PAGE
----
With Del Campo’s fourth anniversary just around the corner, chef and founder Victor Albisu gave the South American grill a meaty refresh on the design and menu fronts.
The dining room just deleted white table cloths from the equation, making way for new handmade hardwood tables.
The naked tables are juxtaposed to walls clothed in acid-washed cowhides brought from Argentina, a decorative cow skull painting in the rear dining space, and a rose mural decorating the bar area. Other details added by design firm Swatchroom include green tiles accentuating the asado bar.
As for the food overhaul, Albisu says he’s putting more “interesting and adventurous dishes” front and center. Shareable new asado options include rotating lamb and pork mixed grills, like lamb chop and skewered tongue anticuchos, or a bone-in pork loin that’s been cured for 14 days.
Group dish additions include a whole lobster grilled with rocoto-chili butter, grilled prawns with saffron chimichurri, and crispy yucca with pecorino and red chili aioli. The giant Chinatown Chirashi dish with citrus-cooked tuna and corvina scallop is also new, and now Peruvian chicken is available as a whole bird.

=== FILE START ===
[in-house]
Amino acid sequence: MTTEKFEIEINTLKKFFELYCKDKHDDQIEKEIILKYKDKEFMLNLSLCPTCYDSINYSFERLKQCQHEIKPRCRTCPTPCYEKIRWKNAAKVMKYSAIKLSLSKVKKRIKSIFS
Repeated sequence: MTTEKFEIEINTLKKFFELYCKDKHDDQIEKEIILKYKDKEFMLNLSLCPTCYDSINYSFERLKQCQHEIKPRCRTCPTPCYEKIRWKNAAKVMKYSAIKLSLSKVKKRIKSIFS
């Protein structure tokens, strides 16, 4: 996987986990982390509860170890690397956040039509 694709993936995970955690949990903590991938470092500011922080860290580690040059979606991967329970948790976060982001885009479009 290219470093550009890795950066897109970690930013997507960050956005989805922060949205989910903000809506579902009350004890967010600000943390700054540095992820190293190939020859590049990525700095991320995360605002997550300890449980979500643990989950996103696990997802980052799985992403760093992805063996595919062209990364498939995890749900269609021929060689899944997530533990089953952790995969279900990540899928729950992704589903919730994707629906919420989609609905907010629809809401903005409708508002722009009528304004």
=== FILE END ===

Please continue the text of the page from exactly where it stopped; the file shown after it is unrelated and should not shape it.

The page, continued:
Asian influences into South America manifest as grilled duck breast with preserved orange, Szechuan peppercorn and honey, as well as hot grilled calamari ceviche dressed with aji yuzu kosho.
And Del Campo’s brunch, no longer a typical a la carte menu, now offers an asado buffet with smoked brisket, roasted pork shoulder and Peruvian-chicken carving stations. The restaurant just got a RAMMYs nom for Best Upscale Brunch.
Despite Del Campo’s changes, some things won’t move a muscle — like its traditional asado, Del Campo at Dusk rooftop parties (kicking off May 5), and seasonal cooking classes.